Besides, experiences of the past are crucial in shaping the way the actor interacts with the society. “Past experiences” refer to the accumulation of knowledge because of participating in events or activities (Lenski 6). This means that an experienced actor is the one that has taken part in the activities of the society and, as a result, knows a lot about it. This knowledge then guides the future activities of the actor. For instance, the actor may decide not to pursue an activity because experience tells him that he will fail. Let us take the case of Martin Luther King, Jr. and his choice of active non-violence. King grew up at a period when the Ku Klux Klan was active (Frady 15). The Klan used violence on black people in order to coerce them into submitting into racial dictates. In fact, King admits knowing several black people executed by the Klan (Frady 16). In addition, during this time, some American blacks reacted to the activities of the Klan by attacking white people and killing them. Thus, King knew from experience that the outcome of violence was violence. This led him to seek other alternatives of solving the racial problem than the use of violence. King realized that the best option to disarm violent aggressors was to react by not using violence. King argued that a violent attack looses meaning if the victims do not violently revenge (Frady 5). This led King to use non-violent activities (like the Montgomery Bus Boycott and the March on Washington) instead of picking guns to fight the violent Ku Klux Klan.
Let us now move on to perspectives. Simply put, a perspective is a mental view. Perspectives refer to ways of looking at situations, facts, opinions, beliefs, and so on, with the aim of judging their relative importance (Jenkins 10). Often, an actor’s perspectives arise from experiences of the past, the influence of significant others, the influence of reference groups, and individual preferences. Adopting a perspective leads the actor to define a situation using his own terms. This personal definition may defer from what the majority in the society think. The process of adopting a perspective entails a comprehensive analysis of the societal phenomenon. The analysis will make the actor move own with his chosen action without fear of reproach whatsoever. Using King’s example, we realize that King adopted the perspective of active non-violence in dealing with the race problem in America. King established that the use of violence only served to propagate the racial animosity. He arrived at this conclusion after he consulted significant others, reference groups, past experiences, his Christian faith, and his “self”. This enabled King to view the racial question from a different perspective from that of the majority members of the society.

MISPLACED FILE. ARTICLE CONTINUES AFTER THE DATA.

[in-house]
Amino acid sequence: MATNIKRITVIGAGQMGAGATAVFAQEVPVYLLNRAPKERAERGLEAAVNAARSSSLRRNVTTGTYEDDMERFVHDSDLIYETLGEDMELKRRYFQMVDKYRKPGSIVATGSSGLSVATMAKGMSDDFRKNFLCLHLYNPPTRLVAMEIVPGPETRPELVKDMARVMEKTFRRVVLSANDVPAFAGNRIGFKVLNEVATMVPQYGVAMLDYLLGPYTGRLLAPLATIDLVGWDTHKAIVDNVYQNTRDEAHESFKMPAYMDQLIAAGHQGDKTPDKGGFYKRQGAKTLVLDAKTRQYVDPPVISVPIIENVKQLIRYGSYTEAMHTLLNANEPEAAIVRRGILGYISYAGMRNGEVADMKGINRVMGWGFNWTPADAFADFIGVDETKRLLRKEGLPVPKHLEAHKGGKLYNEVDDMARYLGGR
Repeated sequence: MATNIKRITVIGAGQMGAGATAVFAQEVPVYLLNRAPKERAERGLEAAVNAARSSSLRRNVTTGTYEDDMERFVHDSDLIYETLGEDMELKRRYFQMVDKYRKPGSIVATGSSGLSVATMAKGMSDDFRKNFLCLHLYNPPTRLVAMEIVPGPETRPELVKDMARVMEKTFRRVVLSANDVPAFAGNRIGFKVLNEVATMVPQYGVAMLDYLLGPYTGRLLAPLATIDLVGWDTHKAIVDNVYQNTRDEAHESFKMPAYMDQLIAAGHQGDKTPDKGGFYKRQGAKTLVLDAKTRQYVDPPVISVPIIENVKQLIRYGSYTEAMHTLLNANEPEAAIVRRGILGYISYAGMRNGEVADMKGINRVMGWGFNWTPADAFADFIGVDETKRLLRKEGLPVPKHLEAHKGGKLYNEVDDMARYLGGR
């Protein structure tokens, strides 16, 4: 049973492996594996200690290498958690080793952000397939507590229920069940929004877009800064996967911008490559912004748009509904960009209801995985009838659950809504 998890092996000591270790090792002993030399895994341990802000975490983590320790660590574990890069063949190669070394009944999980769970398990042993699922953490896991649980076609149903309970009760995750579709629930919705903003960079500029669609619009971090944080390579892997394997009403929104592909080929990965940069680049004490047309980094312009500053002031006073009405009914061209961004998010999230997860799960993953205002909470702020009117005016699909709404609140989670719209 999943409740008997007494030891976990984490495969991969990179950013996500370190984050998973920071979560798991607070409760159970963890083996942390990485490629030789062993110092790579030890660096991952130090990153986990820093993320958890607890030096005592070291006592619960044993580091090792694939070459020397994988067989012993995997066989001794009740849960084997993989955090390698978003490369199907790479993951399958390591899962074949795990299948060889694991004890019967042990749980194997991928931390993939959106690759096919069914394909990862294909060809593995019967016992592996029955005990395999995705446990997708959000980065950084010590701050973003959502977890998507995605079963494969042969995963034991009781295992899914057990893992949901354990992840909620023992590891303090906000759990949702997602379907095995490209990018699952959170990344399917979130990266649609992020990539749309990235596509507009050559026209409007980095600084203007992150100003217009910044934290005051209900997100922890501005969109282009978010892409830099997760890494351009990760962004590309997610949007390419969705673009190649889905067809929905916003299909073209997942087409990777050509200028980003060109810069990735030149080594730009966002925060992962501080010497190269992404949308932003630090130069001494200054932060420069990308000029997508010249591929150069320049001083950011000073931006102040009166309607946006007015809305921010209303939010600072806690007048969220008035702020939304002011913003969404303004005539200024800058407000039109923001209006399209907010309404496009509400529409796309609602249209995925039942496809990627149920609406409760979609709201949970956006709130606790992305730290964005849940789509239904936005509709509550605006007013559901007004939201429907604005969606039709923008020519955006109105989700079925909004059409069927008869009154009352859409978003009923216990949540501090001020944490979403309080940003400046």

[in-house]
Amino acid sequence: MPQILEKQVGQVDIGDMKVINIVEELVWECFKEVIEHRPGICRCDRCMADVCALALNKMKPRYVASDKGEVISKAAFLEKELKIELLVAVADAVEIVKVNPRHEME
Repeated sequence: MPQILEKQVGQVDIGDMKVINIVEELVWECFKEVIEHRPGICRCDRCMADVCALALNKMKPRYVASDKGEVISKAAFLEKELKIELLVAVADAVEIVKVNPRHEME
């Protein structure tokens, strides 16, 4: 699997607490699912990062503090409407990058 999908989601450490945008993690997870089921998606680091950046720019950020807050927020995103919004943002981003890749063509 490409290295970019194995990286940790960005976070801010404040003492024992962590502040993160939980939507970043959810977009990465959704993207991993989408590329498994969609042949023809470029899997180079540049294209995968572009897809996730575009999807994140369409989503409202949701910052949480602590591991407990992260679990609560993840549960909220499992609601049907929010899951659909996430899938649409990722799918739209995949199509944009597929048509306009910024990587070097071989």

Let us now focus on interests. An interest refers to a state of curiosity about something. An actor who is interested is one who attends to something. We should notice that interests arise from the processes described above. This means that an actor’s interactions in the society will define the interests that the actor will have. For instance, experiences of racial disparity in America led Martin Luther King, Jr. to be interested in activism. The symbols in the society (white and black race), significant others (Mahatma Gandhi), reference group (the Indian society), and experiences (violence) led King to take an interest in the active-non violence philosophy. These interests informed the goals of King’s activism. Let us look at these goals.
A goal is an aim. It is the broad objective of an action. Lenski defines a goal as the result of an effort (20). The goal will inform the direction of the stream of action. Once the actor has gone through all the processes described above, he settles on a target (the goal). This target may involve changing the way people live in the society. Taking the example of King, his aim was to end racial prejudice in the society. Another aim was to end interracial violence by using non-violent means. This would bring about the broad goal of harmonious co-existence between whites and blacks in the American society. King achieved these goals, and, as a result, created a society that is free from racial prejudice.
This essay has defined and described the various elements that contribute to social interaction and create the society. The elements are the actor, mind, symbols, significant others, reference groups, past experiences, perspectives, interests and goals. The essay has used Martin Luther King, Jr. to describe the various elements. The last point to note is that the actor is crucial in changing and creating the society.